Reviewed Websites: General

general web sites
 
This is a remarkably detailed web site that chronicles the experience of Africans in America up through the Civil War, dividing the experience into four periods. For each of these periods the site provides a wealth of resources that will help teachers. These materials include resource banks with primary sources and historians' brief responses to specific questions. The site also offers teachers' guides and lesson plans, many of which revolve around the PBS documentary also entitled Africans in America, links to additional web sites, and short bibliographies.
 
This site is part of the Library of Congress and contains a wealth of images, audio files, and documents related to American history.
 
George Mason University hosts this site, one of the most useful sites for teachers. While the main page has nice collections of useful web sites, including a fantastic site on the French Revolution, most teachers will go immediately to the World History Matters site. The World History Matters site includes a searchable collection of primary sources, dozens of lesson plans using primary sources available on the web, a syllabus depository, and an annotated list of 100s of web sites and web site reviews.
 
Ohio State University's eHistory site features maps, images, book reviews, and a long list of "MultiMedia Histories" as well as other features. Additionally the site contains the full text of John Guilmartin's book America in Vietnam and a dozen other texts on US wars, along with the complete (and searchable) Official Records of the Union and Confederate Armies.
 
Teaching ideas and more utilizing the National Archives collection. Look here for documents analysis worksheets.
 
Origins: Current Events in Historical Perpective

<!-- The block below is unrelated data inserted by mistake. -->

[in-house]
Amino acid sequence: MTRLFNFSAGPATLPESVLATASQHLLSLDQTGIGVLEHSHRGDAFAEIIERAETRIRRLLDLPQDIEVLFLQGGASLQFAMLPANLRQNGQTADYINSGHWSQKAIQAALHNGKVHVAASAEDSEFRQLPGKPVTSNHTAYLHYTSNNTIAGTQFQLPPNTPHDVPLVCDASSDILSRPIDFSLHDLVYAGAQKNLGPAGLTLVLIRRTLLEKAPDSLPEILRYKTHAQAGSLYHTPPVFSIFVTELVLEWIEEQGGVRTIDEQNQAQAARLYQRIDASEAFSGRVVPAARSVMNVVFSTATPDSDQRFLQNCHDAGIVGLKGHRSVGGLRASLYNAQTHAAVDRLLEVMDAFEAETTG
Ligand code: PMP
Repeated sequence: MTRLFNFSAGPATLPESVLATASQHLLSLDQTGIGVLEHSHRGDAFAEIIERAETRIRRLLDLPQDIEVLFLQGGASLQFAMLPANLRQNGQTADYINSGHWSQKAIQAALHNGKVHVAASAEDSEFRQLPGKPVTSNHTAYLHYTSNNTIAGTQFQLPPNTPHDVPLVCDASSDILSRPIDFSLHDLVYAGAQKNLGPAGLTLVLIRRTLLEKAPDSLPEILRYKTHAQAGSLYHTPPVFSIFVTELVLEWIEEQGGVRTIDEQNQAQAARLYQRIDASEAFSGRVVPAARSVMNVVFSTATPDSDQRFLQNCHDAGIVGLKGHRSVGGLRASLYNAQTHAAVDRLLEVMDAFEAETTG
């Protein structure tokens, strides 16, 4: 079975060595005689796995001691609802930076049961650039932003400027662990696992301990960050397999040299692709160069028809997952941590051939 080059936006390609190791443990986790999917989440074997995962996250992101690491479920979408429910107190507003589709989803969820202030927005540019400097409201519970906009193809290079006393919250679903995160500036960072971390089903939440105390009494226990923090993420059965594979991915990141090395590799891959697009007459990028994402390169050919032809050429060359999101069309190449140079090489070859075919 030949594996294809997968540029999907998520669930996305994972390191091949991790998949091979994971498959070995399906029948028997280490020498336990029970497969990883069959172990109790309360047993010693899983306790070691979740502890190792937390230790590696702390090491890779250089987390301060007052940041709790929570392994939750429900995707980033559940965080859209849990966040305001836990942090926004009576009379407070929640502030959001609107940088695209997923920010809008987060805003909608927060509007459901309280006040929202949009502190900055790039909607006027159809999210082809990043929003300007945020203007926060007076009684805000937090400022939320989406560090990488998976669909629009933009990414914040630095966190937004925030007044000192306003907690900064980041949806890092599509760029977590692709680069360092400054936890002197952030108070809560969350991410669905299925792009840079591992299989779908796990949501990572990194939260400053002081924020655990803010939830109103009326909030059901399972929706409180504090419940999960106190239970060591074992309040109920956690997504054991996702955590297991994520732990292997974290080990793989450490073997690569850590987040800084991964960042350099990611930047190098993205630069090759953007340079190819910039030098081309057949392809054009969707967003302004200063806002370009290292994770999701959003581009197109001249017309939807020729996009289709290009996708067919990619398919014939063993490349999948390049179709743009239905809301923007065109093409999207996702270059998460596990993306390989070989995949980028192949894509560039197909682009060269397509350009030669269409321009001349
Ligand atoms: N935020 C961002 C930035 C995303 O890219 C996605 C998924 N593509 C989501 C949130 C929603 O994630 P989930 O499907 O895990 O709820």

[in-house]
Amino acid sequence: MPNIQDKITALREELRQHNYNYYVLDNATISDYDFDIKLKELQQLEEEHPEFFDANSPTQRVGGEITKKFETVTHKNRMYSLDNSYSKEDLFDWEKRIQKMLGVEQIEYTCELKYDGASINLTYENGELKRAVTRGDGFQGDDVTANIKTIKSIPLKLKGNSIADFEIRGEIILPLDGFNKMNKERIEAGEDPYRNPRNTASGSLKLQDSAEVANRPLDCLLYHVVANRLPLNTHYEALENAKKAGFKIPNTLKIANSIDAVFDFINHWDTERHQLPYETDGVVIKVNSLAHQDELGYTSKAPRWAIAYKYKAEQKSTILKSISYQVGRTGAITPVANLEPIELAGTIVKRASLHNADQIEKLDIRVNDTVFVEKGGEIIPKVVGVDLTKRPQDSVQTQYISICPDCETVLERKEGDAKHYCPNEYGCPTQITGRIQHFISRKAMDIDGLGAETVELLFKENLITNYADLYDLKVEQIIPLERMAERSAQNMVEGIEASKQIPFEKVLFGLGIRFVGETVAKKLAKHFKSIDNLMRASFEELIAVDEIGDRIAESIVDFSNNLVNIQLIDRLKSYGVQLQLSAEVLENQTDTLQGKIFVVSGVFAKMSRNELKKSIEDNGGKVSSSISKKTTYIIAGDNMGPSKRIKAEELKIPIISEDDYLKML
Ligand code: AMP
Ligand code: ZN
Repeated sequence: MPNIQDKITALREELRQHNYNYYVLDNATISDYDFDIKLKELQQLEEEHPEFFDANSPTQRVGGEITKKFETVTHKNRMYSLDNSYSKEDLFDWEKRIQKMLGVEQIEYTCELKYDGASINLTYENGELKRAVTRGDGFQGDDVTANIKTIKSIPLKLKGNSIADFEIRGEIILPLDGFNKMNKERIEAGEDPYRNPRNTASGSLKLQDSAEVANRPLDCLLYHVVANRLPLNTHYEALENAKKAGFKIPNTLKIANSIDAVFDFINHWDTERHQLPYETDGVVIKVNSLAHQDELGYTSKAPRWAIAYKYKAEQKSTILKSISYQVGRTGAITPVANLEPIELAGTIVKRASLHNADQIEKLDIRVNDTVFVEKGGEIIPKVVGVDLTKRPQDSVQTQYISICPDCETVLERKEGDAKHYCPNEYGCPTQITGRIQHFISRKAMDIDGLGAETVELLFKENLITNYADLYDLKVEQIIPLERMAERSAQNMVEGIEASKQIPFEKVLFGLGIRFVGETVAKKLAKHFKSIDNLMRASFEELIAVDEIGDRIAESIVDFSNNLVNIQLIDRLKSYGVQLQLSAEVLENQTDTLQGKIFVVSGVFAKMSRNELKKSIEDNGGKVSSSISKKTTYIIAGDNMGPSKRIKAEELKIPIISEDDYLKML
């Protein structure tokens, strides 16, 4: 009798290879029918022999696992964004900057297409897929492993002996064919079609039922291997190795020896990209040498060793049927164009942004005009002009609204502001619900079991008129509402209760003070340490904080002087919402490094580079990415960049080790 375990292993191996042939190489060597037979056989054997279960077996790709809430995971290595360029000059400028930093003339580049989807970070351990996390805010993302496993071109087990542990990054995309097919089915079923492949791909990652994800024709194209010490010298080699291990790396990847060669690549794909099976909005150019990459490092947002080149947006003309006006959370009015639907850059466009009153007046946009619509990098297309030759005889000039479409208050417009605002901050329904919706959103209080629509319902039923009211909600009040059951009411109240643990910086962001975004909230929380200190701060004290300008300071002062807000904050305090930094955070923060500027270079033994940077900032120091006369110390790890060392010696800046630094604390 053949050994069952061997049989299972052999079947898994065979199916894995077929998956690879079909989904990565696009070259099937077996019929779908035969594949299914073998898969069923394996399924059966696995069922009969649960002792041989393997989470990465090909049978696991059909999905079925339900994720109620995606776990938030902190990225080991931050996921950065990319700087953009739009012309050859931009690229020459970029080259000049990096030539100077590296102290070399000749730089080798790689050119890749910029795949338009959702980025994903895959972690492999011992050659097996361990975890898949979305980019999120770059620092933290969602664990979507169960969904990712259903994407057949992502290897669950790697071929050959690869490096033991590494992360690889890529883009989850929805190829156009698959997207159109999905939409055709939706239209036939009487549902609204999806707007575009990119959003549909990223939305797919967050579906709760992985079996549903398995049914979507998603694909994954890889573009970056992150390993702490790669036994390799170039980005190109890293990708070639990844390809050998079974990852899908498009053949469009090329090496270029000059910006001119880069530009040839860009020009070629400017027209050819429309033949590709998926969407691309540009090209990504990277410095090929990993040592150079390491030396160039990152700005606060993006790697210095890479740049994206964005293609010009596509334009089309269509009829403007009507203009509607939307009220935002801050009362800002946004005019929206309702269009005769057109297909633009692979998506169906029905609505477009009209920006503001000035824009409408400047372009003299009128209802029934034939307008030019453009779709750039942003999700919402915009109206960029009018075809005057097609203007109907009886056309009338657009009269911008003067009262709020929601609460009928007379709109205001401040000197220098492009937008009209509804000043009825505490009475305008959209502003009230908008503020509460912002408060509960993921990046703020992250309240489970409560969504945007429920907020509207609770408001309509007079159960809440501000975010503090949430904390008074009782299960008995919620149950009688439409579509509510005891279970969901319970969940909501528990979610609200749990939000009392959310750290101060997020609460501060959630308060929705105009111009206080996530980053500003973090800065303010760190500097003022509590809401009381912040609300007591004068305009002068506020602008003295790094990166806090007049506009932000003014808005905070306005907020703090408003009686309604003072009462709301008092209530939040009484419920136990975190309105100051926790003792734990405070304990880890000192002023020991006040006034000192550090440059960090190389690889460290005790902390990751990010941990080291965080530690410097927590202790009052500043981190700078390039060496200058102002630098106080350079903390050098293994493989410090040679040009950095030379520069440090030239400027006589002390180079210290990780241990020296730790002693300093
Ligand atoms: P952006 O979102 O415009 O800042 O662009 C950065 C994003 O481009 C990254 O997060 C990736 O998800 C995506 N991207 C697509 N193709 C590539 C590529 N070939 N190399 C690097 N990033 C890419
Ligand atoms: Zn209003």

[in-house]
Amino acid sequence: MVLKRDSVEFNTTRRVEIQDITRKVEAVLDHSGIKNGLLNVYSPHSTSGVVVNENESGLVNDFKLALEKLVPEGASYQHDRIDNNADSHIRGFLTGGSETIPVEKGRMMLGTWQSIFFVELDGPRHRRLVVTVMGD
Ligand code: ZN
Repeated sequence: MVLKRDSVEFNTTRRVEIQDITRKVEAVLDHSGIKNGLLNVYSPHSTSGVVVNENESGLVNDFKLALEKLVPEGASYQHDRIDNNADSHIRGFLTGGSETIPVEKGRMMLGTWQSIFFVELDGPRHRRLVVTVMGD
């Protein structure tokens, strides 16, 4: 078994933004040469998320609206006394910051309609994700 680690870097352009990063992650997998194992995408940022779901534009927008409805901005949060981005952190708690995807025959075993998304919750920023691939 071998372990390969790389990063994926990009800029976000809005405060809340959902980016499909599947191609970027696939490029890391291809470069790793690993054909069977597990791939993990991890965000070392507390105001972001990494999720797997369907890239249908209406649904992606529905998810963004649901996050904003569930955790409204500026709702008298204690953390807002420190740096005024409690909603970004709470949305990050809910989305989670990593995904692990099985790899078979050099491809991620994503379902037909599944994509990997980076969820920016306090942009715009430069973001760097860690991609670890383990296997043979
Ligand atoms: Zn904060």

Every month since 2007, Origins has provided historical insight on current events that matter to the United States and to the world. The history departments of Ohio State University and Miami University in Oxford produce a main article that appears on the 15th of each month and features an expert who analyzes a pressing issue—whether political, cultural, or social—in a broader, deeper context. Origins’ main articles focus on the long-term trends and patterns, search for the foundations of today’s events, and explore the often complicated nature of a particular current event. Other features include a History Talk podcast (with interviews and segments about today's most interesting topics), book reviews, lesson plans, and more.
 
Created and maintained by a professor of history at the College of Staten Island, West Web offers a topical look at all things Western. Although not all of the sections are completed, all do provide links to other recommended sites for information. Of particular interest to the U.S. history teacher will be the sections on "Teaching Western History," "The Mechanical Eye"-a guide to sites with photographs of the West, "Children of the Sun"-a guide to information on native peoples and archeological projects in the West, and "Making it on Their Own"-a collection of primary and secondary sources about women's lives in the West.
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